Thursday, May 28, 2015

Can You Get A Divorce if You Have Dementia? That's the $10M Question in South Florida

From our roving reporter (okay, actually from my great Dickinson Law colleague, Professor Laurel Terry) we get headline news in Palm Beach, Florida and a front-page question about whether an older man has the capacity necessary under that state's "unique" law to seek an end to his later-in-life second marriage.  You won't be surprised to read that money is involved in this lawsuit: 

Sitting in his oceanfront condominium in Palm Beach, [87-year old] Martin Zelman can’t immediately name the president of the United States, isn’t sure what year it is and admits he can’t remember the month or the date of Valentine's Day. But he knows he wants to divorce his wife [age 80], whom he married in 2000, 7 years after they began dating.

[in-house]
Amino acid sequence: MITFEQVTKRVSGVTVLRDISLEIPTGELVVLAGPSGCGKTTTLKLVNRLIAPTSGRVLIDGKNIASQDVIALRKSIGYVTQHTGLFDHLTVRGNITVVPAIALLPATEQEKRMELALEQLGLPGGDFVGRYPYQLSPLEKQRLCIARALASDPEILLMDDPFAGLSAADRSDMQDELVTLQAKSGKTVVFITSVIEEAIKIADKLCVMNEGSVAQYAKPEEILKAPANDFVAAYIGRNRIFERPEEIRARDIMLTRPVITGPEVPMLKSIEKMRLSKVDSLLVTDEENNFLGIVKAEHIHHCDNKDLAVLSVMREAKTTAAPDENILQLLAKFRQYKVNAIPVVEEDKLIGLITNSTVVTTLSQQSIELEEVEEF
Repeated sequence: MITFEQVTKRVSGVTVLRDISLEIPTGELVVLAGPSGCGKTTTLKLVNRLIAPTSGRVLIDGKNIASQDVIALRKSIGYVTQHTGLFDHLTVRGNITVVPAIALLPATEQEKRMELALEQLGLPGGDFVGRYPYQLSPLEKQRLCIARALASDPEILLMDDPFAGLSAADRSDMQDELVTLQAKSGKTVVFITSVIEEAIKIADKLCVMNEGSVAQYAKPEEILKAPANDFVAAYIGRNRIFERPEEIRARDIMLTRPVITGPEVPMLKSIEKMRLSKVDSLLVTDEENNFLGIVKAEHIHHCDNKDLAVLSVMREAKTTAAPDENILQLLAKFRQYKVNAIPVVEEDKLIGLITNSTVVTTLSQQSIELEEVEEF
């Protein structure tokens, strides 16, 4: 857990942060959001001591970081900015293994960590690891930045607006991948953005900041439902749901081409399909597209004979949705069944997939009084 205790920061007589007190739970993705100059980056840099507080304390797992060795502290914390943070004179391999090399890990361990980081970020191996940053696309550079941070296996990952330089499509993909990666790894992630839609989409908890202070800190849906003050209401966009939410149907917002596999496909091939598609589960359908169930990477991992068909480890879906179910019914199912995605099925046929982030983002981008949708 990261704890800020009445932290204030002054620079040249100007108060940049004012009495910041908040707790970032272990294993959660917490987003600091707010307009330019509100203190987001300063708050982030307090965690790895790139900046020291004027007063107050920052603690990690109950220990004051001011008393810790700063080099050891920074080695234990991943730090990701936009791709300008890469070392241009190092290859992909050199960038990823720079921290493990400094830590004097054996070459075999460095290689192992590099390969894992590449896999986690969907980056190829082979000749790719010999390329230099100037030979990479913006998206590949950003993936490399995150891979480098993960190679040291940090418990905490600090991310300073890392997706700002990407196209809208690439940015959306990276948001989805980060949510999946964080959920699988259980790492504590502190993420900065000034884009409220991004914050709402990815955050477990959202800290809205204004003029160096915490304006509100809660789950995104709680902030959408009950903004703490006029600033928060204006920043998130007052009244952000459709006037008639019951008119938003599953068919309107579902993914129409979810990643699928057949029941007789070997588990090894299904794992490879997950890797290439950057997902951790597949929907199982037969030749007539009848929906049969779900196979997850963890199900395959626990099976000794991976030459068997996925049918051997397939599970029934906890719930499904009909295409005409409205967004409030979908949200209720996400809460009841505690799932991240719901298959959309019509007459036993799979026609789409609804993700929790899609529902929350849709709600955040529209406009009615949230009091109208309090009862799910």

Or does he?  That's the $10 million dollar question that surrounds Zelman vs. Zelman, a unique and legally complex divorce case wending its way through Palm Beach County Circuit Court.

 

While the issues raised are intensely personal, they lay bare the ways adult children could use the court system to manipulate prenuptial agreements designed to protect spouses in second marriages. They also expose quirks in Florida's divorce laws, particularly a little known caveat that imposes a three-year waiting period in cases where one of the spouses has been declared mentally unfit.

For more, see Can Florida Man with Dementia File for Divorce? by Jane Musgrave for the Palm Beach Post. This story brings to mind regular reader Jennifer Young's recent, wry comment on a separate post, strongly recommending "shacking up" to avoid late-in-life second guessing of second marriages.  All kind of sad, isn't it?

https://lawprofessors.typepad.com/elder_law/2015/05/can-you-get-a-divorce-if-you-have-dementia-thats-the-question-in-south-florida.html

Cognitive Impairment, Current Affairs, Dementia/Alzheimer’s, Elder Abuse/Guardianship/Conservatorship, Estates and Trusts, Ethical Issues, State Cases, State Statutes/Regulations | Permalink

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